It was described as a radical move for New Zealand, two war ships deployed to Mururoa Atoll to protest atmospheric nuclear testing by the French.
Fifty years on, veteran Tony Cox wishes it never happened.
“It's a part of life that I hope that no one ever has to go through themselves,” he said.
Mr Cox was one of the 500 men on board the HMNZS Canterbury and Otago.
He's now taken part in a University of Otago study looking at the effects, which found 37 per cent of vets have a variety of cancers.
Mr Cox is one of them.
He has an extremely rare type of non-Hodgkin’s lymphoma as a result of exposure to harmful ionising radiation.
“The morning we left Auckland, (then Prime Minister) Norm Kirk was onboard at the time. He spoke to me and he said 'don’t worry son, you'll be okay but if anything does go wrong we will look after you'. Well Norm, it's been a long time, and it's been a long journey,” Mr Cox said.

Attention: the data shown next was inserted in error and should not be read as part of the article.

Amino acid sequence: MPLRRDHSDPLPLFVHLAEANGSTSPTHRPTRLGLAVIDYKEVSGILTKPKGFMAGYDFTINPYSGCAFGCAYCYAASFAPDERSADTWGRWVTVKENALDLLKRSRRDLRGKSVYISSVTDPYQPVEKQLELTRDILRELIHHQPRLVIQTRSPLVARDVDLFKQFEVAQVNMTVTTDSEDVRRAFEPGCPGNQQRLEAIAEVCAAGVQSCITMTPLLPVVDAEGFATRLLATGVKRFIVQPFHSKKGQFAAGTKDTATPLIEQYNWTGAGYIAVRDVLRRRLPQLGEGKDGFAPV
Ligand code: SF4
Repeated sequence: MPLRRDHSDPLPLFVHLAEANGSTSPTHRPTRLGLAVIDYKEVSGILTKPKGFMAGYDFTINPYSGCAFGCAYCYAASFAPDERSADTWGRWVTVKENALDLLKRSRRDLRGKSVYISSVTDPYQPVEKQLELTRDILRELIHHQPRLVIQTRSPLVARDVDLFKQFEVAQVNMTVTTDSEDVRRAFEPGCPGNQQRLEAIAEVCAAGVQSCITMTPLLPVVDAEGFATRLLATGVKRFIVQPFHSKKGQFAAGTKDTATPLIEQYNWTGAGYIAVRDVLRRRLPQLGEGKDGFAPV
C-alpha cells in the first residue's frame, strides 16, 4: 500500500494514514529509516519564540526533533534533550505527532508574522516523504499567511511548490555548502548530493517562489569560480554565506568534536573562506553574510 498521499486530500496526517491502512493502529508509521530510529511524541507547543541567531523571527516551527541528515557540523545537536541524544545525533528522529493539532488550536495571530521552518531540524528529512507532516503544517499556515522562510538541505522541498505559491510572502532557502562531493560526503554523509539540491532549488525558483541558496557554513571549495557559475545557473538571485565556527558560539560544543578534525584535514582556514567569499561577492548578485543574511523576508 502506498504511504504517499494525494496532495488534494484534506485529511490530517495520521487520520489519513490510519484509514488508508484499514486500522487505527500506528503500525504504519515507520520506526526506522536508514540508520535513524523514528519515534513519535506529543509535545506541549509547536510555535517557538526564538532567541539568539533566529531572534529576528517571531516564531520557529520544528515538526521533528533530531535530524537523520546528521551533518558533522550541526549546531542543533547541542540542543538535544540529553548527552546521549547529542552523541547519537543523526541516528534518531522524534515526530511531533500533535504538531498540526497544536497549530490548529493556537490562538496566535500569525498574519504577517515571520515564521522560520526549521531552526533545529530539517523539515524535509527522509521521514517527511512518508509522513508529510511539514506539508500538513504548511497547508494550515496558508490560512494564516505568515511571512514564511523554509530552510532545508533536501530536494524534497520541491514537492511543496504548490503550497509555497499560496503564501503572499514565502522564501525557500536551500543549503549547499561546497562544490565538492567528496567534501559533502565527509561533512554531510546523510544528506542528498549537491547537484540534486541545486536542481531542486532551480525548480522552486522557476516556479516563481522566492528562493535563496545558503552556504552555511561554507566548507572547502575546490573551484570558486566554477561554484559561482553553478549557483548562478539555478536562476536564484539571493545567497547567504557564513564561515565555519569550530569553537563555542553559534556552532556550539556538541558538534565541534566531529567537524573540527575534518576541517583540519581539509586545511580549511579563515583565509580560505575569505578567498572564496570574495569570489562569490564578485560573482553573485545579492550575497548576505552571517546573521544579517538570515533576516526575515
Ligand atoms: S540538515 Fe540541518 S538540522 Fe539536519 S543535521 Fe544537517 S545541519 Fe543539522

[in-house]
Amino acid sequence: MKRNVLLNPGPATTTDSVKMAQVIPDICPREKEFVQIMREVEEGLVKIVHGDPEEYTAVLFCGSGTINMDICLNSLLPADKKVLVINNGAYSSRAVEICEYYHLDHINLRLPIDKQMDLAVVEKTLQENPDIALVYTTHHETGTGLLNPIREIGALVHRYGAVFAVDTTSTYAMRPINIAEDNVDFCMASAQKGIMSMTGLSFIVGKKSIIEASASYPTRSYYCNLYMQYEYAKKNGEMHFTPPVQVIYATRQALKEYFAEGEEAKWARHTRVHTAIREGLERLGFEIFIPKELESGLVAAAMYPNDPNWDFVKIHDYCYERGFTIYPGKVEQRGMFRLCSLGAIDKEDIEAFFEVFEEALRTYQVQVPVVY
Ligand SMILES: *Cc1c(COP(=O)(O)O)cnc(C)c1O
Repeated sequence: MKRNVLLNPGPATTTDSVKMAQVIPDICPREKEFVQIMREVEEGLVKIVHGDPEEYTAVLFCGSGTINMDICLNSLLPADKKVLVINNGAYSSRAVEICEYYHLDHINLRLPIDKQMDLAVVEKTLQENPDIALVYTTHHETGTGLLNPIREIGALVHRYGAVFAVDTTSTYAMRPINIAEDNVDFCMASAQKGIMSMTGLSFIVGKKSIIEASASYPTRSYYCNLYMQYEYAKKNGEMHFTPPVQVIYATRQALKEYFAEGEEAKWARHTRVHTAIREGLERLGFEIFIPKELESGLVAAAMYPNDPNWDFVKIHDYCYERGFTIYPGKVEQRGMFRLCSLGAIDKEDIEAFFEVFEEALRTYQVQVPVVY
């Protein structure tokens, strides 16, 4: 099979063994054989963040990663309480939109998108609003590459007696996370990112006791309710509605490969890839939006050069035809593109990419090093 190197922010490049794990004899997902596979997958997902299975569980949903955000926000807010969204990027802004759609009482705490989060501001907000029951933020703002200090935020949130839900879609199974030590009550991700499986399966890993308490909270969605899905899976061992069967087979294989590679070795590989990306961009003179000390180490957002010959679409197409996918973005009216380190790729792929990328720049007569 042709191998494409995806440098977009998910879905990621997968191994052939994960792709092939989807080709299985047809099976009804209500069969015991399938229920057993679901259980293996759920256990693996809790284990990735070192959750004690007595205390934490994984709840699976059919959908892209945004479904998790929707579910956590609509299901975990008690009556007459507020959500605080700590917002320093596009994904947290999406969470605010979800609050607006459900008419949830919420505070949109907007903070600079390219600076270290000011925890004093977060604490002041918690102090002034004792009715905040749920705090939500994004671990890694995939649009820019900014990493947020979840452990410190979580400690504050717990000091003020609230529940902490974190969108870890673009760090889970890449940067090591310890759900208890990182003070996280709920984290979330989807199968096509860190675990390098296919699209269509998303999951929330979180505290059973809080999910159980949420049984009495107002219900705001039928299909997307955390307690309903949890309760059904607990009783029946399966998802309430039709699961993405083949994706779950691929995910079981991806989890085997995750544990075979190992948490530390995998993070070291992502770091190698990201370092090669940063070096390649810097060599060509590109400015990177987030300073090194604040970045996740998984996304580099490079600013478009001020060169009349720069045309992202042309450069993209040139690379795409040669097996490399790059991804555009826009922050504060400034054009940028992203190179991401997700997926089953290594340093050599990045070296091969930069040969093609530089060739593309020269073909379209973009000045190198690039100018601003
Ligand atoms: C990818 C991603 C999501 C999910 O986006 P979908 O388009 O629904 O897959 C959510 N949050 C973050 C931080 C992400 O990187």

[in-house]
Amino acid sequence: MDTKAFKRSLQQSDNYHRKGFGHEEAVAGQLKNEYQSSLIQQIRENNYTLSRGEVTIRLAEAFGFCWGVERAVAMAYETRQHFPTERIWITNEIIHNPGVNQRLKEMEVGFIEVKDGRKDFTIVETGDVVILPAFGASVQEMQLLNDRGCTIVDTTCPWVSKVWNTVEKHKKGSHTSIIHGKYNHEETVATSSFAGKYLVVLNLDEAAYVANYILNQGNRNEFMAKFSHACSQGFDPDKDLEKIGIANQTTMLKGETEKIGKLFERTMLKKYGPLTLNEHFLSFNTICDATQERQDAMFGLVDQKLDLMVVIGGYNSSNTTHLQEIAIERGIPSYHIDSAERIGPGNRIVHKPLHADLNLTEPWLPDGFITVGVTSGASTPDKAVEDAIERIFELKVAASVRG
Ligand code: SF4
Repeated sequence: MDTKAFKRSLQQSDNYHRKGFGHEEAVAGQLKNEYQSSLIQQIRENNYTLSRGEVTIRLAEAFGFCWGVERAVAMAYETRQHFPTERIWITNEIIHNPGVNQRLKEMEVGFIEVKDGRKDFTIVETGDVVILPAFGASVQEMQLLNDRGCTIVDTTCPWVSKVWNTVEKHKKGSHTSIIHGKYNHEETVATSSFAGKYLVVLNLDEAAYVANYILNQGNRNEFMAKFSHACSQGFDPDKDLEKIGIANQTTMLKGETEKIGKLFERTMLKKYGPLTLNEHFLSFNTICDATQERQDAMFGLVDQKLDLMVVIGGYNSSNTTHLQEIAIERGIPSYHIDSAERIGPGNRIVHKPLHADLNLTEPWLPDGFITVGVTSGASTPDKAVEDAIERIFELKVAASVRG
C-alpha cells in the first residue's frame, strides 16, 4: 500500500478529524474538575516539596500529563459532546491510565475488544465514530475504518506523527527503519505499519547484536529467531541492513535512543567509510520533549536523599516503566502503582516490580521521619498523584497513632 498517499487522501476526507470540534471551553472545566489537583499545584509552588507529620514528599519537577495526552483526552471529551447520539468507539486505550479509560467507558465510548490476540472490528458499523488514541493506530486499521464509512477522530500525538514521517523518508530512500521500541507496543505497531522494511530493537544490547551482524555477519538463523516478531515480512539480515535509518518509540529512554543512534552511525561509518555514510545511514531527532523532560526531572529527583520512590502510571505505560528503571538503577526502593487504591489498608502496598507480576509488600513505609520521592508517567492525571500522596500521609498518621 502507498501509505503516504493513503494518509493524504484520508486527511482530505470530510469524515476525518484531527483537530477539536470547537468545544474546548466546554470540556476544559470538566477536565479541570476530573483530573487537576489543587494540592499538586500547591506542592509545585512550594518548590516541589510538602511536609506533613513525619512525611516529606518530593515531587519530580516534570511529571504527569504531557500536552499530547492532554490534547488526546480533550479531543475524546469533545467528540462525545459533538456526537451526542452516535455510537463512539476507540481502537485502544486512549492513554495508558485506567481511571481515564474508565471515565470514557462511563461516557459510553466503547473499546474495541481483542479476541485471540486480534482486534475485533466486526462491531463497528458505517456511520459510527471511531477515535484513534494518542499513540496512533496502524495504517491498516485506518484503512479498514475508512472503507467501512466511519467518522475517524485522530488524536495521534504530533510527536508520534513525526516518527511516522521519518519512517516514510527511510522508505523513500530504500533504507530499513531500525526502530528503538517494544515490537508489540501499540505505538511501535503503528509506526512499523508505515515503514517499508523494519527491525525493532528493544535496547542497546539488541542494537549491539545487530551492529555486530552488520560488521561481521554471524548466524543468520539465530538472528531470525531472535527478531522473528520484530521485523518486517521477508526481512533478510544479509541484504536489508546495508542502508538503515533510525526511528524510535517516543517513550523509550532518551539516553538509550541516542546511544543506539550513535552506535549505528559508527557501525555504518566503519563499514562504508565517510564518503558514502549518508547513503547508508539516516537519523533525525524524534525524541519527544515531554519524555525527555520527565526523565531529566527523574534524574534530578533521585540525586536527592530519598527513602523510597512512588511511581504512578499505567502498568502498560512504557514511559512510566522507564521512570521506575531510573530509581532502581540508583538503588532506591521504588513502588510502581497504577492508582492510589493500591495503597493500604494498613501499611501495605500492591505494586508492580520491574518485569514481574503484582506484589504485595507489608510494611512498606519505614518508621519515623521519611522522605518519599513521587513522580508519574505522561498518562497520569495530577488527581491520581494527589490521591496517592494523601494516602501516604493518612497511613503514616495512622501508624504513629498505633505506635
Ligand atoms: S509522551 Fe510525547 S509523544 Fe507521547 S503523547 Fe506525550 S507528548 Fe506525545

“I do not want any more hassles I want some sort of results for our kids and our grandchildren. I’ve been advocating for veterans for 30 odd years now.”
Forty per cent of children linked to the veterans also suffer from fertility issues and while veterans are covered for medical care due to their nuclear exposure, their descendants aren't.
“The Government has a duty of care do they not? And the duty of care is to take care of the problem that they sent us to a place where we knew nothing about what was going on and as it turns out they didn’t either,” he said.
“Our children and grandchildren are not responsible for whatever takes place in their lives health wise.”
Mr Cox hopes the findings will help give his family the care that they deserve, while he’s still around to see it.